The staff are very much front and centre.

“We're not here to produce commercial value just for ourselves,” he says.

“It's for the industry that we support and the community that we sit in as well. We take that very seriously as we head for our 10th anniversary as an independent organisation.

“In that time, we've expanded our remit as well. So we're the UK's national centre for innovation in metals, but actually our biggest projects are for the cement sector because our mission is all about decarbonisation and getting industry ready for a zero carbon future.

The Northern Echo: Mike Hughes talks to Chris McDonald of MPIMike Hughes talks to Chris McDonald of MPI (Image: Newsquest)

“The hardest industries to decarbonise are those that we're familiar with in Teesside, like chemicals, steel, and heavy engineering. These are the hardest to do, but they're also the ones that are essential for everyday life.

“I'm concerned that we get a grip on this, because the alternative is that those industries in the UK would close and that is something I care quite a lot about. Those businesses would close, we'd lose them in the UK, and we'd be relying on industries from overseas instead.

“It's a really critical point, but we can get it right by developing the technologies and preparing industry to go green.”

One part of his work that gives him particular pride is that MPI is a steel producer, with an Electric Arc Furnace in a foundry on the site which can be used in combination with the Institute’s other assets to process cast product compositions.

Having been in the blast furnace building when it was relit by SSI in 2012, the facilities at MPI took me right back there. The furnace is operational most days, making very specialised steel for customers, but it all starts the same way, with huge bags of scrap metal ready to be transformed into something of much higher value and longer lifespan.

The metaphor for the reshaping of the region is clear.

“It was always something that we'd done a little bit of in the past, but now what we do is make incredibly high value niche products in the steel sector for very demanding applications,” Chris explains.

“So if somebody needs a very small amount - and we’re talking about a few tons here of a very difficult to make, high value steel - then we are the people they would come to. This isn’t about big beams for big brick buildings.

“The steel companies in the UK are our customers from an innovation point of view, and we don't compete with them in terms of making steel, because we make these very small volumes - a market that nobody else in the UK is in.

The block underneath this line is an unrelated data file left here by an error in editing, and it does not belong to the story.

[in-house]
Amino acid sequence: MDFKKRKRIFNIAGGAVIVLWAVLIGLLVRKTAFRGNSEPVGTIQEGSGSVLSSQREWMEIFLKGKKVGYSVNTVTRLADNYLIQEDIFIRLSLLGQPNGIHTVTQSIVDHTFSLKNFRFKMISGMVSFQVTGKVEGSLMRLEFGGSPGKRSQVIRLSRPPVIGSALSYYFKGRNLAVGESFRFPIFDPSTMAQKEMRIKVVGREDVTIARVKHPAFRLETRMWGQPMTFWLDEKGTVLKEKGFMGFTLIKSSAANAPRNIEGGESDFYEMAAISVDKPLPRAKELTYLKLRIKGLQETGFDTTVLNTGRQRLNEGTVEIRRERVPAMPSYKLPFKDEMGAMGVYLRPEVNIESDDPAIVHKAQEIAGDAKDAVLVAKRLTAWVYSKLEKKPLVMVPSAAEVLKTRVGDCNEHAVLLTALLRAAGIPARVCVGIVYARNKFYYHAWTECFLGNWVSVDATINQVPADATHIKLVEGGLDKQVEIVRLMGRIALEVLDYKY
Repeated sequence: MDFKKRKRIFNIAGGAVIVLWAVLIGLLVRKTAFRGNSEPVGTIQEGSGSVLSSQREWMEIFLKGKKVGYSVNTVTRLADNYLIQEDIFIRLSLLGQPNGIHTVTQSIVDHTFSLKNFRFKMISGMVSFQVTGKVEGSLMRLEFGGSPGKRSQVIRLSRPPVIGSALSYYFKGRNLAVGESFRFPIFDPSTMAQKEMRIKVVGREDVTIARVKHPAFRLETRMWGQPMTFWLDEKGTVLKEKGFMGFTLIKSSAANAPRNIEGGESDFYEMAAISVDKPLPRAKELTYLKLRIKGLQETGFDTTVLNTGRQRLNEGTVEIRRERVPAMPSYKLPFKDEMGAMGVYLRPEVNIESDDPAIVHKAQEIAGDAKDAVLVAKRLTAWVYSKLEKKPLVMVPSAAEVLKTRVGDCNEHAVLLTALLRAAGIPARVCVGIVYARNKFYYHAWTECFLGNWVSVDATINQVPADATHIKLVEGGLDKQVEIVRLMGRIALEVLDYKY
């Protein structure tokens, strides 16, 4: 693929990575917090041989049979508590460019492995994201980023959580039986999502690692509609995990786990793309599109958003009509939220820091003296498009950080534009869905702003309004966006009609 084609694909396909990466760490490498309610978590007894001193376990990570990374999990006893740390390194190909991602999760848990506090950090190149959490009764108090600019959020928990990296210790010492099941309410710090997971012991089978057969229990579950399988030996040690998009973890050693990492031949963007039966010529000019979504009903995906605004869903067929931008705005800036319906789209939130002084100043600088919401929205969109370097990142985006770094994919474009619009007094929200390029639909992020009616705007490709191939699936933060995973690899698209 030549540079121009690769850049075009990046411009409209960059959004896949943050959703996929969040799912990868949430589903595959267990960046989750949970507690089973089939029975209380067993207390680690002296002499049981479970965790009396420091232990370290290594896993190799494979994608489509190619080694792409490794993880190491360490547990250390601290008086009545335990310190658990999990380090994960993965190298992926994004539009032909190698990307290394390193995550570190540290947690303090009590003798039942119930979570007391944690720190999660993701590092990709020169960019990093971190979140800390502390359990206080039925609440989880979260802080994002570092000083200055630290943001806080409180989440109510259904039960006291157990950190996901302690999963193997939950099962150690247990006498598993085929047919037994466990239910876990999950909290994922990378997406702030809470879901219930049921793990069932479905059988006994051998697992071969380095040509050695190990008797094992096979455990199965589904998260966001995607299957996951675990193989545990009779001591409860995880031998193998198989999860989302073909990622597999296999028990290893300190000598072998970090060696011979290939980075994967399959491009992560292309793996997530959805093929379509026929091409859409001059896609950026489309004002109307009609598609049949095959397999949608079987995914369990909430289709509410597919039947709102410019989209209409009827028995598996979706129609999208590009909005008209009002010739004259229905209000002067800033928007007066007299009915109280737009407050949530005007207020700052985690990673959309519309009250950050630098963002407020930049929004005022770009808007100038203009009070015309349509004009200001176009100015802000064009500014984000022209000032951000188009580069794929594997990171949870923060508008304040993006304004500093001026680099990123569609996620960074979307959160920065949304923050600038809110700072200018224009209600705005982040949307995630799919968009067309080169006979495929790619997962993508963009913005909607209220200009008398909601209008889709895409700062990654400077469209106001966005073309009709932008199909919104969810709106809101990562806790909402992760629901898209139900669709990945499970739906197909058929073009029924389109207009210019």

“If we didn't do it, nobody else would and that's important because if there was a commercial producer out there then it wouldn't be our job to compete with them.

“For us, the thread that runs through all of the projects we do is about decarbonisation – going green. We drive for reducing carbon emissions and at the same time, we're making industry more competitive, and the most efficient producers, the most competitive producers, the ones that can pay the higher wages, are the companies that are investing in green technology.

“The companies that are hanging back from that are becoming gradually less efficient and less competitive.”

So what about the future – a post-McDonald era.

The MPI is already looking for the right person to take over as Chris seeks election to Parliament, someone to redraw the blueprint again as demand and urgency grows for new innovations.

Back from our tour of the arc furnace, his passion burns just as brightly for the next phase of MPI.

“In 2020 we won a five year settlement of investment from government and we've just completed that round of investment now. That means for the period 2025 to 2030, we can see the innovation challenges that we'll be tackling and they are recycling of car batteries and nuclear fusion.

The Northern Echo: Chris McDonald of MPIChris McDonald of MPI (Image: Newsquest)

“The UK is already building a gigafactory in Somerset. The car industry is going to go electric and we're all going to buy electric cars.

“These cars last so many years and then there's a battery left. So if we're making millions of cars a year, we're going to be scrapping millions of cars a year and we're going to have millions of car batteries. What are we going to do with them - full of really valuable materials like lithium, nickel, cobalt and graphite.